Being proactive is never just finishing ahead or doing an exceptional job.
Here is what we should ask ourselves to figure out how to be proactive.
You can begin resilience at any time, and kick it up a notch at any time.
Be prepared to do extra to make up for being "in the negative" when you mess up.
Resilience is really about a super simple concept: doing better next time.
Own it. All of it.
Resilience: we are not our decisions.
Go back to basics for presentations and public speaking. Tell a story.
Sometimes, perfectionists don't want to figure things out in public.
Know what a "perfect" draft is and circulate it quicker to get closer to a "perfect" end product.
Consider this: what if YOU made all the decisions?
Everything can be improved upon, including your very best work.
What's the big deal? What's wrong with having high standards? Nothing, except...
You can proactively reject burnout as a condition of your life.
Double loop learning assumes that there is something to be gained and improved by evaluating what was going on in your head.
It's important to recognize when questions are not serving you.
If you are a manager or team lead, then asking questions of your team needs to be a well-honed skill. Here are three methods of using questions to keep in your tool belt.
A pro will always take full responsibility, no matter who they asked.
There's no such thing as a dumb question, sure, but there's also an opportunity to ask better questions.
It's just giving you a page of words to stare at... and still feel undecided.
Once the information is in front of you, decide what is useful and actionable, vs just interesting but not helpful.
There's no thinking outside if judgment is blocking the door.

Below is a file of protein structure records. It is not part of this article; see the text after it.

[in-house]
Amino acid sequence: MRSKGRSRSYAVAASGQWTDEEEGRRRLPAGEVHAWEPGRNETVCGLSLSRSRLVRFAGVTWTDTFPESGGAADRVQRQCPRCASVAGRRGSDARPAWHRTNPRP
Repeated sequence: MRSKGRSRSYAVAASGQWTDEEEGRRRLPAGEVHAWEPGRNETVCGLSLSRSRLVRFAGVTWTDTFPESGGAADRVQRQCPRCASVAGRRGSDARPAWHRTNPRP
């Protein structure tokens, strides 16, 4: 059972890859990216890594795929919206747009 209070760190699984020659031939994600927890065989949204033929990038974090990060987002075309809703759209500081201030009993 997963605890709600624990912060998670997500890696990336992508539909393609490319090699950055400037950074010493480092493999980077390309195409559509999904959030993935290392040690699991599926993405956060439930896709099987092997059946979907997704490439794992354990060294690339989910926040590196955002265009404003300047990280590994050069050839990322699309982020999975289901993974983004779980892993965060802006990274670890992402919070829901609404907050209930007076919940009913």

The specialization often required at higher and higher levels of performance means that it is less and less likely that a position can be filled with someone who has done the exact same things in their past. Expertise, then, is at a premium.
It's amazing to me how many people really believe they have a crystal ball.
Risk and uncertainty are not interchangeable. They mean totally different things.
Yes, there's actually a right way to fail.
If you haven't had a spectacular fail in the last year, you haven't even given yourself the opportunity to learn anything.
Despite the day to day tensions and nastiness that my mom might have endured in the corporate world as an immigrant and woman in the early 1980s, I grew up hearing a story of a very different tone.
Be careful that you are not putting the metrics themselves ahead of the strategic intent.
What is the worst that can happen if you change course? The answer is not what you might think.
Understand which situation an instrument should be applied.
Data and information is influenced by the lens through which we process that information.
Seeking additional information is a very indulgent way to look responsible in the face of uncertainty or fear.
There was no piece of pie for me. I was desperately struggling to carve out what felt like even 1% of the pie for myself.
Do not dismiss that inner voice. Do not dismiss yourself.
How you feel about something is only derived from what you think about it.
There is no such thing as being locked into a certain personality or style.
Learn to be "all in" in any situation, and you learn an incredible job skill that will serve you throughout your career.
Opportunities for giving intangible gifts are all around us.
Find a healthier and more growth-mindset approach to trial and error on the job.
Determine for yourself how and when to use your voice to best serve you.